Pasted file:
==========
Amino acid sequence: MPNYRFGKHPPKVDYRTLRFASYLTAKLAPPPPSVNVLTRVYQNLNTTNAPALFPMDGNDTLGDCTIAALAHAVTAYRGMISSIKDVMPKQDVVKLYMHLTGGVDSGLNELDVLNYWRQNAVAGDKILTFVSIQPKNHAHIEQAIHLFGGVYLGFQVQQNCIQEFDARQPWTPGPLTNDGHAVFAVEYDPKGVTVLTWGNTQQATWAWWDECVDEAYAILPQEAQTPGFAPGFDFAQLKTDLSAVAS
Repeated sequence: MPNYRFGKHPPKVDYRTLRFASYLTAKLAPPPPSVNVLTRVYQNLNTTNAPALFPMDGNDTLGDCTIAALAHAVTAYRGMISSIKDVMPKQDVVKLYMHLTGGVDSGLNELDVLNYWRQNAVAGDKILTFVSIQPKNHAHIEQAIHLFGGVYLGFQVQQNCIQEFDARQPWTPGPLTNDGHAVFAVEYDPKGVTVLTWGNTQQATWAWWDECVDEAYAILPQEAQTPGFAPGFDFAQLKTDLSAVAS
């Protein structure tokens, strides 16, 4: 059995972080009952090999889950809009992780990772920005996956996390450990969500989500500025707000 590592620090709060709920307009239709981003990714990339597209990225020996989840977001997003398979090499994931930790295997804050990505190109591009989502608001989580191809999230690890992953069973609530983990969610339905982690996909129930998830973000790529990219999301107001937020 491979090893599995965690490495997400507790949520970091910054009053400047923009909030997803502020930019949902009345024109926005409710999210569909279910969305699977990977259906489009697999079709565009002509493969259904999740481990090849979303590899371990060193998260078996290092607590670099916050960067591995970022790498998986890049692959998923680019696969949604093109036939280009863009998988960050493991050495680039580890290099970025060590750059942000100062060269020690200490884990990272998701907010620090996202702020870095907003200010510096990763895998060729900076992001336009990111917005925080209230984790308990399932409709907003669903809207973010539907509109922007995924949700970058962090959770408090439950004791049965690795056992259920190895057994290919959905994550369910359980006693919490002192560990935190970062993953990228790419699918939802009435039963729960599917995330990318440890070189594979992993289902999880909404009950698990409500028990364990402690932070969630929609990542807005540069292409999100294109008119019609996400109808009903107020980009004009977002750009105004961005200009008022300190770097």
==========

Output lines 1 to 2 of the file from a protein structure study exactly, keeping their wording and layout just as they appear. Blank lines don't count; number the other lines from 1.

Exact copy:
Amino acid sequence: MPNYRFGKHPPKVDYRTLRFASYLTAKLAPPPPSVNVLTRVYQNLNTTNAPALFPMDGNDTLGDCTIAALAHAVTAYRGMISSIKDVMPKQDVVKLYMHLTGGVDSGLNELDVLNYWRQNAVAGDKILTFVSIQPKNHAHIEQAIHLFGGVYLGFQVQQNCIQEFDARQPWTPGPLTNDGHAVFAVEYDPKGVTVLTWGNTQQATWAWWDECVDEAYAILPQEAQTPGFAPGFDFAQLKTDLSAVAS
Repeated sequence: MPNYRFGKHPPKVDYRTLRFASYLTAKLAPPPPSVNVLTRVYQNLNTTNAPALFPMDGNDTLGDCTIAALAHAVTAYRGMISSIKDVMPKQDVVKLYMHLTGGVDSGLNELDVLNYWRQNAVAGDKILTFVSIQPKNHAHIEQAIHLFGGVYLGFQVQQNCIQEFDARQPWTPGPLTNDGHAVFAVEYDPKGVTVLTWGNTQQATWAWWDECVDEAYAILPQEAQTPGFAPGFDFAQLKTDLSAVAS